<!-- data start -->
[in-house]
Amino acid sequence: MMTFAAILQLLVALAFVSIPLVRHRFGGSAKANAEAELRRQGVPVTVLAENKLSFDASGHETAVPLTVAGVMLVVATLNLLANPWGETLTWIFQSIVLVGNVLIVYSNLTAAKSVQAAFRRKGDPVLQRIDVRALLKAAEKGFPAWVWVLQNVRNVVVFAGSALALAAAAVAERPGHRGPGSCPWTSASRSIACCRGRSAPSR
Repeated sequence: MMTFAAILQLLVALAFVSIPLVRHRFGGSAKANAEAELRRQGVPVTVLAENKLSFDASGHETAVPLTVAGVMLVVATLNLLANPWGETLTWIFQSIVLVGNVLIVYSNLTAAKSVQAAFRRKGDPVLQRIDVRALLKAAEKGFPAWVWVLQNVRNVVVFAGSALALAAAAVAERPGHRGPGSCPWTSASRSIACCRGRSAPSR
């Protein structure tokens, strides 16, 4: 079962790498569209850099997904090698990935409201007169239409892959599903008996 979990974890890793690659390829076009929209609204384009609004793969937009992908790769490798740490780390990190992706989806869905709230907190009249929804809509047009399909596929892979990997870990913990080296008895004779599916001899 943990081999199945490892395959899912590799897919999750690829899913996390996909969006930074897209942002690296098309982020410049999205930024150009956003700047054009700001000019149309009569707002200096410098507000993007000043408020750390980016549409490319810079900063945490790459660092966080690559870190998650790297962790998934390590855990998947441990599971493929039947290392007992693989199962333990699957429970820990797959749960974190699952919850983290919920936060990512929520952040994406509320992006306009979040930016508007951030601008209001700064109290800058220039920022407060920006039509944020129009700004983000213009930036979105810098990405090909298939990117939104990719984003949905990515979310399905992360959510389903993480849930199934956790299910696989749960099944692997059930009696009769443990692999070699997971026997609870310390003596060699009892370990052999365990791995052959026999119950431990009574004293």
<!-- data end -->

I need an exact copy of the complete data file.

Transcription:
[in-house]
Amino acid sequence: MMTFAAILQLLVALAFVSIPLVRHRFGGSAKANAEAELRRQGVPVTVLAENKLSFDASGHETAVPLTVAGVMLVVATLNLLANPWGETLTWIFQSIVLVGNVLIVYSNLTAAKSVQAAFRRKGDPVLQRIDVRALLKAAEKGFPAWVWVLQNVRNVVVFAGSALALAAAAVAERPGHRGPGSCPWTSASRSIACCRGRSAPSR
Repeated sequence: MMTFAAILQLLVALAFVSIPLVRHRFGGSAKANAEAELRRQGVPVTVLAENKLSFDASGHETAVPLTVAGVMLVVATLNLLANPWGETLTWIFQSIVLVGNVLIVYSNLTAAKSVQAAFRRKGDPVLQRIDVRALLKAAEKGFPAWVWVLQNVRNVVVFAGSALALAAAAVAERPGHRGPGSCPWTSASRSIACCRGRSAPSR
């Protein structure tokens, strides 16, 4: 079962790498569209850099997904090698990935409201007169239409892959599903008996 979990974890890793690659390829076009929209609204384009609004793969937009992908790769490798740490780390990190992706989806869905709230907190009249929804809509047009399909596929892979990997870990913990080296008895004779599916001899 943990081999199945490892395959899912590799897919999750690829899913996390996909969006930074897209942002690296098309982020410049999205930024150009956003700047054009700001000019149309009569707002200096410098507000993007000043408020750390980016549409490319810079900063945490790459660092966080690559870190998650790297962790998934390590855990998947441990599971493929039947290392007992693989199962333990699957429970820990797959749960974190699952919850983290919920936060990512929520952040994406509320992006306009979040930016508007951030601008209001700064109290800058220039920022407060920006039509944020129009700004983000213009930036979105810098990405090909298939990117939104990719984003949905990515979310399905992360959510389903993480849930199934956790299910696989749960099944692997059930009696009769443990692999070699997971026997609870310390003596060699009892370990052999365990791995052959026999119950431990009574004293």